Rare Ovarian Tumor Discovered in Egyptian New Kingdom Burial

Egypt Amarna TeratomaCARBONDALE, ILLINOIS—A team of scientists led by bioarchaeologist Gretchen Dabbs of Southern Illinois University Carbondale has identified a possible ovarian teratoma in the more than 3,000-year-old burial of a young woman, according to a Live Science report. The woman’s remains were found wrapped in a plant fiber mat in the cemetery in Amarna, Egypt. A ring decorated with an image of Bes, a deity associated with childbirth, fertility, and protection, had been placed on her left hand, which rested above the location of the teratoma. The tumor, which contained two deformed teeth and likely produced pain and swelling, appeared as a bony mass about the size of a large grape during the excavation of the woman’s pelvis. The researchers concluded that the woman may have worn the image of Bes on a ring as “magico-medical” protection against symptoms produced by the teratoma, or perhaps to help her conceive. To read about burials at Amarna of individuals wearing distinctive headpieces, go to “Egyptian Coneheads.”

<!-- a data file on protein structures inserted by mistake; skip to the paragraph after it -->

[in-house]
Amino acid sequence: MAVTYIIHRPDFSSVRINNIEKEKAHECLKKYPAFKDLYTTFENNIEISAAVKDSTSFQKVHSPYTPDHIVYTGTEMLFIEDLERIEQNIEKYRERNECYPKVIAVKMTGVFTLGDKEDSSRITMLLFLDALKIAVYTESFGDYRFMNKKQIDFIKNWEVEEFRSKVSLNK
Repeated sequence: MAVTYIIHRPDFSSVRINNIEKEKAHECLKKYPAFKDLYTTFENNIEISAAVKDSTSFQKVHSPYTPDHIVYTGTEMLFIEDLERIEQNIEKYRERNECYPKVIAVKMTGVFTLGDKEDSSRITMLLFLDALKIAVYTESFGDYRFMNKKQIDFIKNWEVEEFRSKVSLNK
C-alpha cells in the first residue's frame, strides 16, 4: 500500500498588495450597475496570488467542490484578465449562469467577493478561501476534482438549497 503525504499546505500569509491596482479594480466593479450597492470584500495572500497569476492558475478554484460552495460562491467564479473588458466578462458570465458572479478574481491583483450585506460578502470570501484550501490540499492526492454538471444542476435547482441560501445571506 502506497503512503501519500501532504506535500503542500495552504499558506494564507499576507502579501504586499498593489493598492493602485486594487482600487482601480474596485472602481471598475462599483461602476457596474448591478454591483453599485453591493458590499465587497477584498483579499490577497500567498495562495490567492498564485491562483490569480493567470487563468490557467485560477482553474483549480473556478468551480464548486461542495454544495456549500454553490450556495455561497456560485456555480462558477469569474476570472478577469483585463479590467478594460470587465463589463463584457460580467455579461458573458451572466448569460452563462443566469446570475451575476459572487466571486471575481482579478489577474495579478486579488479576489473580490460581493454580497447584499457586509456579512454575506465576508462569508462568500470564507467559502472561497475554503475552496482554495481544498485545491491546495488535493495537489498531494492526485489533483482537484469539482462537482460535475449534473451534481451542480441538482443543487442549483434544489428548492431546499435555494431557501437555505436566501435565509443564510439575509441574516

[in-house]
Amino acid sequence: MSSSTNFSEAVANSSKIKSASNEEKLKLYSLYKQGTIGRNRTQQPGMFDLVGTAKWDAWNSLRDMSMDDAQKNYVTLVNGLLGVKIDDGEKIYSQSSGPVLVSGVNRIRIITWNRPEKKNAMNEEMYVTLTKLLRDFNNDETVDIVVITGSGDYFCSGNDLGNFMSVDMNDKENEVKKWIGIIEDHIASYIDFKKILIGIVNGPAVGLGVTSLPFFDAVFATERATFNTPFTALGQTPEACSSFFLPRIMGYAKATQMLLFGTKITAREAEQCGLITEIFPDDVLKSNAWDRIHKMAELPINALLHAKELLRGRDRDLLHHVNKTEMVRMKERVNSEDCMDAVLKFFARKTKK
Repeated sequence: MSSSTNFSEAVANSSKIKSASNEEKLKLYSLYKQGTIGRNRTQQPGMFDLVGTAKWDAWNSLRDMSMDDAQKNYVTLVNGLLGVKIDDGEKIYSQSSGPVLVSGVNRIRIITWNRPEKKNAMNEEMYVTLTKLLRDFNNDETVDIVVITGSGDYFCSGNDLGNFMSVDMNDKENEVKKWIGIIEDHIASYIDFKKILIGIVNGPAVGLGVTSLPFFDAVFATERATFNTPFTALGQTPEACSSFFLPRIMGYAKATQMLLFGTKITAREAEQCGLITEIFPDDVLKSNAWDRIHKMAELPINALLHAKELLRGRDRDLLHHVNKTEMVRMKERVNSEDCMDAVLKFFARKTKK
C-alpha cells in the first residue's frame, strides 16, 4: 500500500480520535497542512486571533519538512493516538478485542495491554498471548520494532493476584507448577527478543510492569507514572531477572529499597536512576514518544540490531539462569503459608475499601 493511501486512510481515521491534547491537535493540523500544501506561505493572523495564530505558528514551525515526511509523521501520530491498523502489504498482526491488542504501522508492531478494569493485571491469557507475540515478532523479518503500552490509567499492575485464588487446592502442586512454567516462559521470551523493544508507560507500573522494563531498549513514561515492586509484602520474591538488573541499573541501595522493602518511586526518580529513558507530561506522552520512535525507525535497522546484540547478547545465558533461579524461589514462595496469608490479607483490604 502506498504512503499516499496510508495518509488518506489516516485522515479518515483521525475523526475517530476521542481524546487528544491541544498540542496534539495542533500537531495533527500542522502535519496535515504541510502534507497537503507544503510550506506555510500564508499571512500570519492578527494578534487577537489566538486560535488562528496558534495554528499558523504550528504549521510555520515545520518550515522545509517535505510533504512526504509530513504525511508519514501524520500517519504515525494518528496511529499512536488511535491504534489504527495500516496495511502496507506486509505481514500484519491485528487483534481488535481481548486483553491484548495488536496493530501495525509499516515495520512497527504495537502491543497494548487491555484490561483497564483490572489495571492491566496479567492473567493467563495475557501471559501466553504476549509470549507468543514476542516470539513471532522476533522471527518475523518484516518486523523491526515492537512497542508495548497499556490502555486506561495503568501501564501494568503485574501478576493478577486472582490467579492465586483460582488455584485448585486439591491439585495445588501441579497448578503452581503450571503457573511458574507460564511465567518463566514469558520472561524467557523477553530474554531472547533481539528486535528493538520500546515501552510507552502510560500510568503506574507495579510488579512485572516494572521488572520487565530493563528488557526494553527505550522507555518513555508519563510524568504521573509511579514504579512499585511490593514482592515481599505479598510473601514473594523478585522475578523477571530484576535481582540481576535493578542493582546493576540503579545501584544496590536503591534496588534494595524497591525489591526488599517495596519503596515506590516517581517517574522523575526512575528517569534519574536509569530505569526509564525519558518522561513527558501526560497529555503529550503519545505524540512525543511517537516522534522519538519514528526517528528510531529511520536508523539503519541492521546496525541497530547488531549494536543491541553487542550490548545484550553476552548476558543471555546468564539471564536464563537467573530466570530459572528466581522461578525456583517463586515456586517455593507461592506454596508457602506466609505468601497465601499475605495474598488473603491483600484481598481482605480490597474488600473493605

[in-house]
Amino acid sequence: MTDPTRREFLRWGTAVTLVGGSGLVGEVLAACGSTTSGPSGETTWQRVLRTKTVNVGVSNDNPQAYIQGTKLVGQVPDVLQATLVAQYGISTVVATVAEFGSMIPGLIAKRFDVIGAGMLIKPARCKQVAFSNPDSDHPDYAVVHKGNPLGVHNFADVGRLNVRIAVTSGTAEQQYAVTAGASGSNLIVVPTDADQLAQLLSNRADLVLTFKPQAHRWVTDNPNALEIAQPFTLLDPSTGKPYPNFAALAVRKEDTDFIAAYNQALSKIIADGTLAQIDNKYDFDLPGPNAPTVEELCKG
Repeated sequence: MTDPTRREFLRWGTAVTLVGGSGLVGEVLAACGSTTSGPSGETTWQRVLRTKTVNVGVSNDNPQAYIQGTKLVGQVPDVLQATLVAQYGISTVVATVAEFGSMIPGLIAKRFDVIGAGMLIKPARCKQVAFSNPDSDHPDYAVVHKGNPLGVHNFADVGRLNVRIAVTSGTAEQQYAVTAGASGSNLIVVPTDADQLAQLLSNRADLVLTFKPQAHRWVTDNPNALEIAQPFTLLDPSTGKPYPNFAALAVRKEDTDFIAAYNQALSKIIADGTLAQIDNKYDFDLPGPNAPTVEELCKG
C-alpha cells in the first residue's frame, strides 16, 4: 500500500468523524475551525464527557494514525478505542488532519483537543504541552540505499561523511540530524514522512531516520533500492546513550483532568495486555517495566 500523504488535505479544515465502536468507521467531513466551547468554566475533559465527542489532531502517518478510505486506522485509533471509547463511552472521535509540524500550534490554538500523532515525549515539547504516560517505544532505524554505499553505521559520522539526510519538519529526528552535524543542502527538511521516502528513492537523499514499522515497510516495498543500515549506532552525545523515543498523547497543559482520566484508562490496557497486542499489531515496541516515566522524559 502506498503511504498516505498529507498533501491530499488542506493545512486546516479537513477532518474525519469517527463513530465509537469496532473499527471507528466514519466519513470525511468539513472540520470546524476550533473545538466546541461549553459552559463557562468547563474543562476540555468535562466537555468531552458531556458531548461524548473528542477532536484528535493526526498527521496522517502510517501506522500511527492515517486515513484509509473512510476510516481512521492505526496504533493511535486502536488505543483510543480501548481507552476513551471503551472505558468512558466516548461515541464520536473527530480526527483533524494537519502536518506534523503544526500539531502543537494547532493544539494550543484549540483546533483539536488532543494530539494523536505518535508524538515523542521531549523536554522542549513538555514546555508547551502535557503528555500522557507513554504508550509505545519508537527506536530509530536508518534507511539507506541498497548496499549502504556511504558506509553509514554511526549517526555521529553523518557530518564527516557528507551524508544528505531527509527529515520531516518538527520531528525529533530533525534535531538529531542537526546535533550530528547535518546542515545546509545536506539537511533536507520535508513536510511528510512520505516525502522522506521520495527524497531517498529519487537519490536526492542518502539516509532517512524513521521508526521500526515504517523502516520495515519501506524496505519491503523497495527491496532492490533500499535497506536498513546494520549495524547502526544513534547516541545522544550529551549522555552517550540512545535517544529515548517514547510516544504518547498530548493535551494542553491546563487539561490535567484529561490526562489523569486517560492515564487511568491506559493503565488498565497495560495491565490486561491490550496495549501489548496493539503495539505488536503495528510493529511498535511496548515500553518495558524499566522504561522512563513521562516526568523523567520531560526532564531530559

Source: archaeology.org

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